As a monk, I bring a strong commitment, along with the renunciate flavor, to the classic Buddhist teachings. I play with ideas, with humor and a current way of expressing the teachings, but I don't dilute them.
Sitting in a field of fifty to eighty people really starts my mind sparking. Since I don't prepare my talks ahead of time, I find myself listening to what I'm saying along with everyone else. This leaves a lot of room for the Dhamma to come up. Just having eighty people listening to me is enough to engage me, stimulate me, and create a nice flow of energy. The actual process of teaching evokes ideas that even I did not realize were being held somewhere in my mind.
Different teaching situations offer their own unique value. In retreat, you are able to build a cohesive and comprehensive body of the teachings. When people are not on retreat and come for one session, it opens a different window. They are more spontaneous and I'm given the chance to contact them in ways that are closer to their "daily-life mind." This brings up surprises and interesting opportunities for me to learn even more.
I'm continually struck by how important it is to establish a foundation of morality, commitment, and a sense of personal values for the Vipassana teachings to rest upon. Personal values have to be more than ideas. They have to actually work for us, to be genuinely felt in our lives. We can't bluff our way into insight. The investigative path is an intimate experience that empowers our individuality in a way that is not egocentric. Vipassana encourages transpersonal individuality rather than ego enhancement. It allow for a spacious authenticity to replace a defended personality.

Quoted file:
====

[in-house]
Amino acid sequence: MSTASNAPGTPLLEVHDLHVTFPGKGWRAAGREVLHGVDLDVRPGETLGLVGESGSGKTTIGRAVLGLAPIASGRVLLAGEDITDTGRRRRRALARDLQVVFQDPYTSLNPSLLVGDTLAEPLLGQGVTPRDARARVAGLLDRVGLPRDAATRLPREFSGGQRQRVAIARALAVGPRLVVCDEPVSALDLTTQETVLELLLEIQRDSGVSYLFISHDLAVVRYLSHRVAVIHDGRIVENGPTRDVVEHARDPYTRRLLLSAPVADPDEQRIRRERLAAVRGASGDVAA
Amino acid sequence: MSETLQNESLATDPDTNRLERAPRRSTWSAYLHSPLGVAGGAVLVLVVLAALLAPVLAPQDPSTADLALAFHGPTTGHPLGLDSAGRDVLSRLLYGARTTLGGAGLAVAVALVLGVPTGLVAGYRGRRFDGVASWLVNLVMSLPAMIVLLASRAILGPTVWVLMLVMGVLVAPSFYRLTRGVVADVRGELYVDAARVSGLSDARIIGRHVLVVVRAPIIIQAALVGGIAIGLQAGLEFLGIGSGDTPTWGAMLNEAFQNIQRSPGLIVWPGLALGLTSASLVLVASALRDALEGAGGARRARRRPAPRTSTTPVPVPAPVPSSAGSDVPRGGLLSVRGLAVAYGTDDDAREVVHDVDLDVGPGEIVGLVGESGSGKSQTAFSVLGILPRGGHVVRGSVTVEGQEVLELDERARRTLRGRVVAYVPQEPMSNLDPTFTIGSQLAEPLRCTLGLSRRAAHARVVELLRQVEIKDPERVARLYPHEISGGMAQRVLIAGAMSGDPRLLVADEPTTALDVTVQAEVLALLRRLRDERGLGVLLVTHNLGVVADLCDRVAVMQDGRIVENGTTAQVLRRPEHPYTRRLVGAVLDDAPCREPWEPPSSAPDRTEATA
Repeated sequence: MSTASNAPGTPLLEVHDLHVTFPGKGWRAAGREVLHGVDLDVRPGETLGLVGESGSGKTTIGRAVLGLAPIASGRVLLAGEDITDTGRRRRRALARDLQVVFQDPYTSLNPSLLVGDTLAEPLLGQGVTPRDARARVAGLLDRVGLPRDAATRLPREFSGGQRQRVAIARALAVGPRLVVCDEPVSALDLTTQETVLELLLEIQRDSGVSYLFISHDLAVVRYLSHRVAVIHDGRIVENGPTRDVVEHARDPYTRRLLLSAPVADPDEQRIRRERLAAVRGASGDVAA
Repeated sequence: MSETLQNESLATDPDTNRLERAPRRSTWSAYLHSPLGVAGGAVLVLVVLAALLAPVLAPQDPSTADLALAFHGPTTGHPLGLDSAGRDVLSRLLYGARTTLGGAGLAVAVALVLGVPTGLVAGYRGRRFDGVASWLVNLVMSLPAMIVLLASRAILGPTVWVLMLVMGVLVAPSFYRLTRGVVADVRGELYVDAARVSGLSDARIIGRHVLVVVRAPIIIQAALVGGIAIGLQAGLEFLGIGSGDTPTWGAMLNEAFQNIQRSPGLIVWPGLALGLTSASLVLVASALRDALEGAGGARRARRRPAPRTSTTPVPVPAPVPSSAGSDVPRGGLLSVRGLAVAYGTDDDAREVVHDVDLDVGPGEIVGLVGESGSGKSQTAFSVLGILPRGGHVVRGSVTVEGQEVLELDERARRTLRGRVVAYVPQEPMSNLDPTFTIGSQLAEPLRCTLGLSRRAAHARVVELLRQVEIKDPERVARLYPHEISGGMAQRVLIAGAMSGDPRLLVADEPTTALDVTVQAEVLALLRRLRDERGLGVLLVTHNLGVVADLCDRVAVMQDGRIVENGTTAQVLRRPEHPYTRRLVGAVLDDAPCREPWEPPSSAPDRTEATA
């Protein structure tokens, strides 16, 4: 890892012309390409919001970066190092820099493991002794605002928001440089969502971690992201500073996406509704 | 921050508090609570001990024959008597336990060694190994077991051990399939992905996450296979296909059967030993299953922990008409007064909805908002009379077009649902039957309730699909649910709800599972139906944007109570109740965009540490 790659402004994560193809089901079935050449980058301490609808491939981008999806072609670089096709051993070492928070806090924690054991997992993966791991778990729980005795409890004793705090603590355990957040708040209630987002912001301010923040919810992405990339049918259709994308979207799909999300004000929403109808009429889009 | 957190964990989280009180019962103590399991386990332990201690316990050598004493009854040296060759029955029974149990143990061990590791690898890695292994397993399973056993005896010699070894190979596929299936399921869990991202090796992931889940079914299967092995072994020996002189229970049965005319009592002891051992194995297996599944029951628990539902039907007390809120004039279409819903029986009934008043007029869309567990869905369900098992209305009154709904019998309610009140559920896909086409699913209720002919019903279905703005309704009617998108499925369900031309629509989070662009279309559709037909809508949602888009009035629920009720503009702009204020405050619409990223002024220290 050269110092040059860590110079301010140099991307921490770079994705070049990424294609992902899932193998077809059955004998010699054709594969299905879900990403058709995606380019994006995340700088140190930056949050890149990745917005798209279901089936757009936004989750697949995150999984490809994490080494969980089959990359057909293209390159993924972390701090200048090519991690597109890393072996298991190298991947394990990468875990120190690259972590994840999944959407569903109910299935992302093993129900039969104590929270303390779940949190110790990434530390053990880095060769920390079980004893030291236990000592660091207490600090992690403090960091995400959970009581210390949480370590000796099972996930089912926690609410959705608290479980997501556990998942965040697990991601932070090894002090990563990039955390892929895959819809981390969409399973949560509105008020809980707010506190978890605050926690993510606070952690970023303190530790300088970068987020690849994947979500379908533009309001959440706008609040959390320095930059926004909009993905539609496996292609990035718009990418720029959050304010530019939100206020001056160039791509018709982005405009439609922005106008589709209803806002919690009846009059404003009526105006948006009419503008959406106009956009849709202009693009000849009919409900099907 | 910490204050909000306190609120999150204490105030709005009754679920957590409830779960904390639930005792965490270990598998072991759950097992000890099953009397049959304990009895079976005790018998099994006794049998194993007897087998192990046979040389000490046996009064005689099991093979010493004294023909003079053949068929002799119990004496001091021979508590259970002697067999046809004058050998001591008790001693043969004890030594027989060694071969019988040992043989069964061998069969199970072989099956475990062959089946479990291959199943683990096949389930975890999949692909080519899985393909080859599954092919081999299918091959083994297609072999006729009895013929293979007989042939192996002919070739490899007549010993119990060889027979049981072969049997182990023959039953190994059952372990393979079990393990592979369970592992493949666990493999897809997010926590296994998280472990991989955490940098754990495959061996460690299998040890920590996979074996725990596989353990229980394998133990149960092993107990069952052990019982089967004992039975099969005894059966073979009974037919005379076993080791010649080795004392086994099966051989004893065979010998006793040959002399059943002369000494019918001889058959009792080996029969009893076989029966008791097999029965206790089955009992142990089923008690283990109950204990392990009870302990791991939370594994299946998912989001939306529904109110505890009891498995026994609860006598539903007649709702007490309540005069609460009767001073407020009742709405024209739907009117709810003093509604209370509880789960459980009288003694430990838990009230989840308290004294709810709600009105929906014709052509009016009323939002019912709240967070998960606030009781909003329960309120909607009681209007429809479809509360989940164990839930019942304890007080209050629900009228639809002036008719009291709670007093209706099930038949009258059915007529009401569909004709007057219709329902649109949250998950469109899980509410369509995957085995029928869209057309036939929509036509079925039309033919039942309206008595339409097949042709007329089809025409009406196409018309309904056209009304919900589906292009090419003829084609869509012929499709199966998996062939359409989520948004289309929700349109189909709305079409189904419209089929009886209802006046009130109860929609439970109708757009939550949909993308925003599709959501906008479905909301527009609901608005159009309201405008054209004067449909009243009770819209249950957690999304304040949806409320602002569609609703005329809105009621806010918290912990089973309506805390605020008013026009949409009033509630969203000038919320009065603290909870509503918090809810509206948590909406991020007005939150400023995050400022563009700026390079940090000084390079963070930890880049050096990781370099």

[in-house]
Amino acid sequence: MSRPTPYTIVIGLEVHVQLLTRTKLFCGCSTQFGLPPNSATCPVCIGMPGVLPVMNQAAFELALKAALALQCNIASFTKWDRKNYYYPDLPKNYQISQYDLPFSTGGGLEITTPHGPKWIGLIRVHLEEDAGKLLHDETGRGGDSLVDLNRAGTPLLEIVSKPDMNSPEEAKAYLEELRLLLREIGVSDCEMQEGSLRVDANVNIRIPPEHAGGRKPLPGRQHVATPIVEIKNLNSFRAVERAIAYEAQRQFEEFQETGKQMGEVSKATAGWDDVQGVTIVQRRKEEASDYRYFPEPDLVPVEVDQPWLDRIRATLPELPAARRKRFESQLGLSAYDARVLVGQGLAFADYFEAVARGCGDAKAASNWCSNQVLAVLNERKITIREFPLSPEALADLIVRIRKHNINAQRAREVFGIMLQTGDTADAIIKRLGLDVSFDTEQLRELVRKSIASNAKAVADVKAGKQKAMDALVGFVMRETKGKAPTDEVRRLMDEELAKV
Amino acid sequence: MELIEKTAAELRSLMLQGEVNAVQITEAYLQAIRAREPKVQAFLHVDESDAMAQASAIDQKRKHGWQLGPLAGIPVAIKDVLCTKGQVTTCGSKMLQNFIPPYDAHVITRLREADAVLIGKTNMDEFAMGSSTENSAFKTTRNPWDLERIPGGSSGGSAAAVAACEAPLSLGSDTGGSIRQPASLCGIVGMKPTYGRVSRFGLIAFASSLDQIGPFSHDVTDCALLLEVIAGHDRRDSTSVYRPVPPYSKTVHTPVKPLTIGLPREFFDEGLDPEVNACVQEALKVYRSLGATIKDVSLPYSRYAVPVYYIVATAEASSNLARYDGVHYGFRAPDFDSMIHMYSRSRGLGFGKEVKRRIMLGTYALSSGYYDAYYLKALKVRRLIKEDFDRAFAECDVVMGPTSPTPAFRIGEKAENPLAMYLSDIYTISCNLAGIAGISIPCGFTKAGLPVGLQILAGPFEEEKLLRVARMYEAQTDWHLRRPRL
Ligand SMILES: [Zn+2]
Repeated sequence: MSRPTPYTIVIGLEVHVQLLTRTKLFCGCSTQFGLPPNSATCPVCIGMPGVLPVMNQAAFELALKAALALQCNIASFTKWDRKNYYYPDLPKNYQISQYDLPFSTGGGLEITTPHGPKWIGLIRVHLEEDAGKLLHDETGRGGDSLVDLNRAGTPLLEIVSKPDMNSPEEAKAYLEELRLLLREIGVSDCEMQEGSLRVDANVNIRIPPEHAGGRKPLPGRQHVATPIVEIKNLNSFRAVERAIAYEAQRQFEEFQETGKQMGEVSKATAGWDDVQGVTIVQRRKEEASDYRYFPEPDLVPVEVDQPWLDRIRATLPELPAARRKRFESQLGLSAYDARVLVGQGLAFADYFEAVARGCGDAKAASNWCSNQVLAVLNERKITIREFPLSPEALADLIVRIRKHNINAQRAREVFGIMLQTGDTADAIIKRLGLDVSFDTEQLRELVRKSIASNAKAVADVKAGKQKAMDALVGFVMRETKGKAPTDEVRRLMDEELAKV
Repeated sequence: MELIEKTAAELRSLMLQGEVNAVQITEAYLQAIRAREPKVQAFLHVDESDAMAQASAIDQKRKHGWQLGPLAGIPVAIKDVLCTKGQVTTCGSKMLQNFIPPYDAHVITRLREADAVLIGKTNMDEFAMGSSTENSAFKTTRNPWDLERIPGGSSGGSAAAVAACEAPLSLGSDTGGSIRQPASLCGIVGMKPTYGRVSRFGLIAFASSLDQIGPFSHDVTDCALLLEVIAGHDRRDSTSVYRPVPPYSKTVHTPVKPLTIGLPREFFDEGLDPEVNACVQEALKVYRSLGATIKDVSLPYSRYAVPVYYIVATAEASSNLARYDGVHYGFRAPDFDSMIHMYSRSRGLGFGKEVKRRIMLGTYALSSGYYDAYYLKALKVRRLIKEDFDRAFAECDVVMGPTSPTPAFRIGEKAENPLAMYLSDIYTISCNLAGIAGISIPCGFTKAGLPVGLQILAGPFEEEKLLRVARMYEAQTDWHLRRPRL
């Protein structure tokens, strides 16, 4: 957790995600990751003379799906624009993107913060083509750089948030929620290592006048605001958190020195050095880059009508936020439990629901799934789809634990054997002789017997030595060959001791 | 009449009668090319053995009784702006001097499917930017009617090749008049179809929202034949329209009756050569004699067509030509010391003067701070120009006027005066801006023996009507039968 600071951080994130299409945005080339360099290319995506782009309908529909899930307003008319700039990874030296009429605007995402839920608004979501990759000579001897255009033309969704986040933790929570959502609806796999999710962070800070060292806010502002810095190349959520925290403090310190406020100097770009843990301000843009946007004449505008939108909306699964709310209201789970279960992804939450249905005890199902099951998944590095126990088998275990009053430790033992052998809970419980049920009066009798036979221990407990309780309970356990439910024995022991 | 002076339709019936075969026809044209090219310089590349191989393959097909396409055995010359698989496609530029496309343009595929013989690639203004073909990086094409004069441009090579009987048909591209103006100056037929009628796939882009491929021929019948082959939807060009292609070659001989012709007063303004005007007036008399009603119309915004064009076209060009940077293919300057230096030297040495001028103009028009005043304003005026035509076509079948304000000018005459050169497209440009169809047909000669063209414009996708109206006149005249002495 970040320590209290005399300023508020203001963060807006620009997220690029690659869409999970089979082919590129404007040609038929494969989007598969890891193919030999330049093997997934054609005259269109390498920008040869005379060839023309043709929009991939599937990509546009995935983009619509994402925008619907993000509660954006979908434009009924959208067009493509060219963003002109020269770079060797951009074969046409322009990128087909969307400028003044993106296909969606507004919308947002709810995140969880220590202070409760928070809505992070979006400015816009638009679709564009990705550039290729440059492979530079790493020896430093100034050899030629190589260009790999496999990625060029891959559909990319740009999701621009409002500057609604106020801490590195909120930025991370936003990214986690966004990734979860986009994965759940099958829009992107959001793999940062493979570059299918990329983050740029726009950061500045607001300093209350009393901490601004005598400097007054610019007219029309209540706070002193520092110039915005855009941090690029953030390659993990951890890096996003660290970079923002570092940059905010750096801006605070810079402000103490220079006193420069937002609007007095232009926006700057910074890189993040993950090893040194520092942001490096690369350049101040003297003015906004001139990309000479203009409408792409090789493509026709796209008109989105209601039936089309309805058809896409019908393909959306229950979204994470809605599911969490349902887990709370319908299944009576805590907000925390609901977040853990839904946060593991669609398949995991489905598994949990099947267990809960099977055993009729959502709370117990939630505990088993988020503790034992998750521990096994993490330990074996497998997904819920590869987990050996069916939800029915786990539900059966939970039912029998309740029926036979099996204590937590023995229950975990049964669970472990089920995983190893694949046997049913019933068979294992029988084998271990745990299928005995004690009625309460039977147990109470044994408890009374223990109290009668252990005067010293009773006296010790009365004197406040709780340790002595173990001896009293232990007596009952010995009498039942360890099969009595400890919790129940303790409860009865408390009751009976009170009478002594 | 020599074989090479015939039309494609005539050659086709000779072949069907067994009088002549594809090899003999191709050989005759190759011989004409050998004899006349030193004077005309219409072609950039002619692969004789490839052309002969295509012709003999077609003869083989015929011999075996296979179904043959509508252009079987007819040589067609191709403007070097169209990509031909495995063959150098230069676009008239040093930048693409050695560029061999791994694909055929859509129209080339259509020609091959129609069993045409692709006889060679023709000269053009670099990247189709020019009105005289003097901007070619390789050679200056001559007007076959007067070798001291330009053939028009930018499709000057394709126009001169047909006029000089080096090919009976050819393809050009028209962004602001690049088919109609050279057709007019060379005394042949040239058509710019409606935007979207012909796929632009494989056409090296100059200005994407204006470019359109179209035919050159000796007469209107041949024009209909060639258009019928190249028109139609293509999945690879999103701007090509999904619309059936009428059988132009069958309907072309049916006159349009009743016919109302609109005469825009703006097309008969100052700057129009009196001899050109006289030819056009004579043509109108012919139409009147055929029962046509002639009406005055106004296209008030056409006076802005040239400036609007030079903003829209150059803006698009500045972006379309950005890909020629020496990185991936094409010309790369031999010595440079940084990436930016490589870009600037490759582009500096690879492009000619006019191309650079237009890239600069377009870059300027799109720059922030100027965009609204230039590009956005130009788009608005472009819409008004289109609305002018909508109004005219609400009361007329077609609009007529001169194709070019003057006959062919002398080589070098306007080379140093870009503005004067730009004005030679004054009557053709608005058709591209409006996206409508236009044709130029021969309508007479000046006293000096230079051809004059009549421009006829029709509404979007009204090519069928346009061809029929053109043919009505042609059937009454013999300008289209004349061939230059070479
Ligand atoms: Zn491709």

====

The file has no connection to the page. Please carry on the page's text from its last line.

Ayya Canda began meditating in 1996 with SN Goenka. She ordained in Burma in 2006 and moved to Perth, Australia in 2012 where she joined the Dhammasara community. Ayya Canda received Bhikkhuni ordination in 2014 and has since been asked by Ajahn Brahm to take steps towards developing a monastery in England.
Zohar has been practicing meditation in different traditions since 1995. This journey has taken her from the meditation cushion into exploring further ways of expressing truth and love and in 2004 she co-founded SanghaSeva. She now spends most of her time facilitating retreats that offer service as a spiritual path around the world. Since 2006 she has been teaching on silent retreats and Dharma gatherings in India, Europe and Israel.